The following instruction which was written originally for Benedictine
Oblates, can inform our reflection for married SBPCLC.
The lines about being unprofitable to oneself and
others and the prohibition against associating with others
at "inappropriate" hours can be very well applied to
Oblates (SBPCLC). For souls in long term covenant
relationships (marriage) physically "sundering" the
relationship is sometimes extremely difficult if not impossible
because of religious, economic, involvement of others
(children), or other reasons. The subject of annulments is
a whole different discussion certainly not in the scope of
this short reflection. Suffice it to say that an annulment
should indicate that marriage never occurred in the first
place. Divorce also is too complex an issue for this present
piece. Let me tell you the favorite story of a Marriage
Counselor at the hospital. Seems a man, very much in doubt of
the worth of counseling proudly asserted to the Counselor,
"We've been married for forty-five years and never had an
argument! What does THAT tell you?" Without missing a beat the
Counselor answered, "It tells me you don't live in the same
Married Oblates (SBPCLC) are still human. There
can come a time in even a loving relationship when the feelings
of one or both parties become confused, diluted or dissipated.
It is a fact that people do change over a life time. Physical,
mental or spiritual problems may arise. Situations may present
themselves which pose seemingly impossible obstacles to
maintaining a relationship.
It is a sad fact that no matter how much we may love another;
no matter how well we think we know their minds, it is only in
very, very rare cases that we can *really* know another
completely. Only God can know anyone that well. Some souls,
willingly or otherwise, even make an attempt to hide their inner
selves from God.
At times a soul may have to withdraw slightly (perhaps even
from a spouse) in order not to be crushed by the insensitivity
of a loved one. I'm not speaking of physically leaving as in
abandoning another. Sometimes taking a walk or reading a book in
another room can be very helpful.
**There can never ever be a sufficient reason or justification
for breaking the Covenant relationship between yourself,
your spouse and Almighty God by marital infidelity!**
It is very difficult for some souls to "let us in". Believe me,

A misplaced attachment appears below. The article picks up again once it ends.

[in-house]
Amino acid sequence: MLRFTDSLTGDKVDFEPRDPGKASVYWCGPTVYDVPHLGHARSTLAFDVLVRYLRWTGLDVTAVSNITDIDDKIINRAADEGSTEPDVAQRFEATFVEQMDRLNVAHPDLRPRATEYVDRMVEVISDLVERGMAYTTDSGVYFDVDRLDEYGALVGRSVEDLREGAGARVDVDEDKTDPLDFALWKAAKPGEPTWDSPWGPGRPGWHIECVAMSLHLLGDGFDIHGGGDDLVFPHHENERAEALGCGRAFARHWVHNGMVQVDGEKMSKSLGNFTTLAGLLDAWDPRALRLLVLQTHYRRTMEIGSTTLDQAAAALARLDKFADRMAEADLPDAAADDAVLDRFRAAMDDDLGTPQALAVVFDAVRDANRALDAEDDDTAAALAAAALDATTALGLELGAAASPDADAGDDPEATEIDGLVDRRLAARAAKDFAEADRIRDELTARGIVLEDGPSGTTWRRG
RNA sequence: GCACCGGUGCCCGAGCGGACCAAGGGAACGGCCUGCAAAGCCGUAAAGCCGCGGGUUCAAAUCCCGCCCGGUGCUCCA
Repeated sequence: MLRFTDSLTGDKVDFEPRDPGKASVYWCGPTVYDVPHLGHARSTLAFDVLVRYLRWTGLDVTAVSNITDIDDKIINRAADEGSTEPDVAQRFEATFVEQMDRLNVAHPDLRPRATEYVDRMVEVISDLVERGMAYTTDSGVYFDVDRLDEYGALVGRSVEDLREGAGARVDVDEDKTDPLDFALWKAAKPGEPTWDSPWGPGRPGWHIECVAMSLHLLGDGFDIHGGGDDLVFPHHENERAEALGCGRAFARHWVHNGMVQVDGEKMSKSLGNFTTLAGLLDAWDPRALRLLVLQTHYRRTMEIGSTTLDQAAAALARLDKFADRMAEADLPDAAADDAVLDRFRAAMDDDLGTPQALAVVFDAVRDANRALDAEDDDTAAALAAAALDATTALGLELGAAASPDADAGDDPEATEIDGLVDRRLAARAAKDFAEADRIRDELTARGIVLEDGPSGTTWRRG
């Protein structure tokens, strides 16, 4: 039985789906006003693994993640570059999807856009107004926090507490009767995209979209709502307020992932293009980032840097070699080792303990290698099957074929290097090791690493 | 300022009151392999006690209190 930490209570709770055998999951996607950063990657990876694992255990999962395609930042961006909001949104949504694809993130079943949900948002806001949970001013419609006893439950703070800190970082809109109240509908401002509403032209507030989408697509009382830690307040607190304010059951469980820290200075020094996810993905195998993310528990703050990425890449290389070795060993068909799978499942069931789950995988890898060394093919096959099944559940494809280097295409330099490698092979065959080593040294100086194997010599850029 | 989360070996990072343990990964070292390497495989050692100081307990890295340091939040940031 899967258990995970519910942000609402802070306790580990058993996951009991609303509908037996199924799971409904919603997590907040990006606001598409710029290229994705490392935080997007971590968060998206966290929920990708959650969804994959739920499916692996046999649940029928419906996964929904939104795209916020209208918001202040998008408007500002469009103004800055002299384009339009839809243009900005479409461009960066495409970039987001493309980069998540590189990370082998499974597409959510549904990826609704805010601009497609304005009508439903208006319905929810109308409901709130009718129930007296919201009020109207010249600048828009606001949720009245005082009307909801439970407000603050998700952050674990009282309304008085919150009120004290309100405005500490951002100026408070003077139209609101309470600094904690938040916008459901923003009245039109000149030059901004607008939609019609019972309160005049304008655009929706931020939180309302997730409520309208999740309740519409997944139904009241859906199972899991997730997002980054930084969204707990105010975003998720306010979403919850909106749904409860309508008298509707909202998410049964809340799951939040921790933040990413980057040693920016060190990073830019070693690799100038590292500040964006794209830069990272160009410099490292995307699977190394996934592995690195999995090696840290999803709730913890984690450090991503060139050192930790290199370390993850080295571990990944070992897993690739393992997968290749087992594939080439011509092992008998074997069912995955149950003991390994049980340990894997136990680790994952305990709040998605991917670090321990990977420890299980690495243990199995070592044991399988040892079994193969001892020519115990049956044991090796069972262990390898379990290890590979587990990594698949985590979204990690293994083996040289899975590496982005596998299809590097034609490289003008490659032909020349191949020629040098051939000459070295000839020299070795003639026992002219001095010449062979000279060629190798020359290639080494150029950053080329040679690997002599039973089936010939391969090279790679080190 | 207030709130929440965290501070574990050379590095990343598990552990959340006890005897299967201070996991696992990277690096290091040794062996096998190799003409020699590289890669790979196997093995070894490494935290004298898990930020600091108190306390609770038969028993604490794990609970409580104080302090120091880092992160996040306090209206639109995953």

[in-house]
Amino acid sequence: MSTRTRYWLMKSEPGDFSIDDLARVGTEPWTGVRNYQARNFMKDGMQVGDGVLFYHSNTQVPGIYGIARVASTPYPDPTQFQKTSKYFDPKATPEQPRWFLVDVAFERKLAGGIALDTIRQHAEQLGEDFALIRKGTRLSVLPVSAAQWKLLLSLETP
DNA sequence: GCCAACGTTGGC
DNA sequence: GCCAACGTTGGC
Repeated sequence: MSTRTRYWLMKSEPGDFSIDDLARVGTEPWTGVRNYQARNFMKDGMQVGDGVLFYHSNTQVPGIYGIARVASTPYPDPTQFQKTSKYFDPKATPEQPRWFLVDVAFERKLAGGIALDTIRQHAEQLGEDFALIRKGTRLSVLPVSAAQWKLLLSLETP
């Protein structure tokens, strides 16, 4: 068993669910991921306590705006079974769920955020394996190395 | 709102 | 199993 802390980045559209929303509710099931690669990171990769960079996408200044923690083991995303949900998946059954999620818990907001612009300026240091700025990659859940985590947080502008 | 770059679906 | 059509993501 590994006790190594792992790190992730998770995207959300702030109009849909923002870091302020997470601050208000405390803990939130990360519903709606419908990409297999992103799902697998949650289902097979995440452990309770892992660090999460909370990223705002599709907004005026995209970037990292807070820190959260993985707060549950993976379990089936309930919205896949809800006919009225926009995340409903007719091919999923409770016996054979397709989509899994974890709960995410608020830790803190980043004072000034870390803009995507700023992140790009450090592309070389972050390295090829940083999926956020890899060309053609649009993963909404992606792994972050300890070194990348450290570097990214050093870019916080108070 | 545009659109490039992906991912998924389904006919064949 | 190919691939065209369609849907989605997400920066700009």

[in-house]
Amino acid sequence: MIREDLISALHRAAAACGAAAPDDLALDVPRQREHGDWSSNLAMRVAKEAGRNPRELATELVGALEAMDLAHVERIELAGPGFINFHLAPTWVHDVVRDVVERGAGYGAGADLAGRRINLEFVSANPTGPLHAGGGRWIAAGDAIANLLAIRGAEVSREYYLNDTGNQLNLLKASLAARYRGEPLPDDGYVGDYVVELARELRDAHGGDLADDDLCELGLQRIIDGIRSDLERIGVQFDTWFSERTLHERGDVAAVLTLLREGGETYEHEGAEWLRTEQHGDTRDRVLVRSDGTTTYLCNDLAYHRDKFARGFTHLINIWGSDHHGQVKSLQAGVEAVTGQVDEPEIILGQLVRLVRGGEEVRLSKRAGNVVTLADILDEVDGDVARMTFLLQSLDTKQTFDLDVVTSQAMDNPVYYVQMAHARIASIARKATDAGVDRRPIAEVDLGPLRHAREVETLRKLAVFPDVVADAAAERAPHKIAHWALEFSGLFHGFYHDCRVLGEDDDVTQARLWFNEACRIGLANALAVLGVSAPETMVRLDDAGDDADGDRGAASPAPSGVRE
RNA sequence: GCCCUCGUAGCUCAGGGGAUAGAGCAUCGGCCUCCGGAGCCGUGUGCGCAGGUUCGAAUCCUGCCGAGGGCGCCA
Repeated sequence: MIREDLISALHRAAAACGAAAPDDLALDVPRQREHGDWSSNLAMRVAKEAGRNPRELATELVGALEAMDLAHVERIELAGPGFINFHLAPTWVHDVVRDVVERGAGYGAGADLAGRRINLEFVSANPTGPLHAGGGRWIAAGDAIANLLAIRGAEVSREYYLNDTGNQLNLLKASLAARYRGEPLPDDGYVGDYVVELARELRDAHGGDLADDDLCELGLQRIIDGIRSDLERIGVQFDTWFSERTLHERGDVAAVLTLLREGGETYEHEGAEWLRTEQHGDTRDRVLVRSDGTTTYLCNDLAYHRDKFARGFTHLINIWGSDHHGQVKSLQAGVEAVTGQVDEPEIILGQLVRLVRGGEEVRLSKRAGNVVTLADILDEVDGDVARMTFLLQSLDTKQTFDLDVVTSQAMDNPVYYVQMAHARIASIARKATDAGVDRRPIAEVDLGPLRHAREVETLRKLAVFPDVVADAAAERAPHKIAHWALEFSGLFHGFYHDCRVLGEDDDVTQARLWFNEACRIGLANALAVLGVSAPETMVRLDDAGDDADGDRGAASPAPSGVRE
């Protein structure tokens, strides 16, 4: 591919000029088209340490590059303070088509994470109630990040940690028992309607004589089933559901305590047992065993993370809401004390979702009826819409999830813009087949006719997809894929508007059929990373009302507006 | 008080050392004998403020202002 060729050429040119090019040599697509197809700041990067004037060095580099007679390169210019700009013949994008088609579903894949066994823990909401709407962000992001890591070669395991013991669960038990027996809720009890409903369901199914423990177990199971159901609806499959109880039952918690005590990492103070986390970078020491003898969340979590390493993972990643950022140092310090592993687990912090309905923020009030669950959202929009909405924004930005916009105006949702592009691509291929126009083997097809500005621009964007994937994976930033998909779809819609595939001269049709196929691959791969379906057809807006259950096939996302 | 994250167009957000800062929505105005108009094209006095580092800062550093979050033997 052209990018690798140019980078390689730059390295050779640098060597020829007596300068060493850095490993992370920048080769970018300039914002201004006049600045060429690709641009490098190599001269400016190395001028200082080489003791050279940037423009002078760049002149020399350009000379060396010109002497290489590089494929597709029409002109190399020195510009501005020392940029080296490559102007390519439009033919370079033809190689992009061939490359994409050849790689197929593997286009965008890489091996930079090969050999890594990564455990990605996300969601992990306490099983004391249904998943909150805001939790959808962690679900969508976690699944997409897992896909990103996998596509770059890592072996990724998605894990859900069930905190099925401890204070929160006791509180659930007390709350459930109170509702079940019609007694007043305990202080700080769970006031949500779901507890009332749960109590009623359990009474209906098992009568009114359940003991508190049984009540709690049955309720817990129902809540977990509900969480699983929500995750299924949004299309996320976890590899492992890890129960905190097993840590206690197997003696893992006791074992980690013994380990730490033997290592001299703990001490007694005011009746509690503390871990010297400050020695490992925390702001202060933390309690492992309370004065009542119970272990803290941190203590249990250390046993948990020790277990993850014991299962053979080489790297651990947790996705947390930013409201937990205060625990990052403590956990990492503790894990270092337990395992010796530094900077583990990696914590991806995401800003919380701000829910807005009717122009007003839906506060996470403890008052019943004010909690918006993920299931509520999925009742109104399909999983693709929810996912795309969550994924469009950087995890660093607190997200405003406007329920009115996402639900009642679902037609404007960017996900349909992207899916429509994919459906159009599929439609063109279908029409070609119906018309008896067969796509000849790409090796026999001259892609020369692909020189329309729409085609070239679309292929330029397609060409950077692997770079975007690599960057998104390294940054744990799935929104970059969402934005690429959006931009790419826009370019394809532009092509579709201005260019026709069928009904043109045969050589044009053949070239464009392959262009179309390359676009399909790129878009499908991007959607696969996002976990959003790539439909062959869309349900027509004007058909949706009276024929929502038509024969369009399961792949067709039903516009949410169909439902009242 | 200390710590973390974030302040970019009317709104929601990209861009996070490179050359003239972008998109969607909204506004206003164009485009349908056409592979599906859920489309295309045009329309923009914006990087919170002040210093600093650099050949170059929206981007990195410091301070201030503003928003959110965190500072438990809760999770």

if we try to force our way in, we are almost certainly going to
exacerbate the situation.
Always pray. For ourselves and our special other. Always be
gentle. St. Paul said love is ALWAYS gentle. If you feel you are
loosing the ability to be loving or gentle it's time for that
walk. We can not allow our wounded human nature to react to
another's difficulty by becoming irritated at being kept at a
distance. That's wounded Pride reacting in us, not Benedictine
(SBPCLC) charity or marital love!
There can even come a time when, after a thousand and one cuts,
one no longer feels love for a spouse. That may change tomorrow
but, in the meantime, remember that does not absolve us of ANY
of the responsibilities we have for our partners. If we aren't
watchful we can be lead to dwell on what we are "missing" or
"entitled to". There is absolutely no way one can justify or
rationalize the breaking of a Covenant Relationship by seeking
physical comfort, sexual release, or other intimacy
outside the marriage. None! Zip! Nada! Abuse, of
course, is another whole issue and must always be absolutely
condemned in the strongest terms and NEVER tolerated
or condoned... but even that is not an acceptable excuse
Please remember: We cannot find true happiness in another! We
cannot depend on another for our inner peace. No... I take that
back... we can find happiness and peace of mind in one other.
His name is Jesus. He loves us more than life itself. And He
proved it by freely accepting a hideous death in our place. He
is always faithful and He will always take us back no matter how
unfaithful we have been. Do I hear an Alleluia out there!
- Michael Lo Piccolo bio
, Posted July 29, 2014, on the IFSB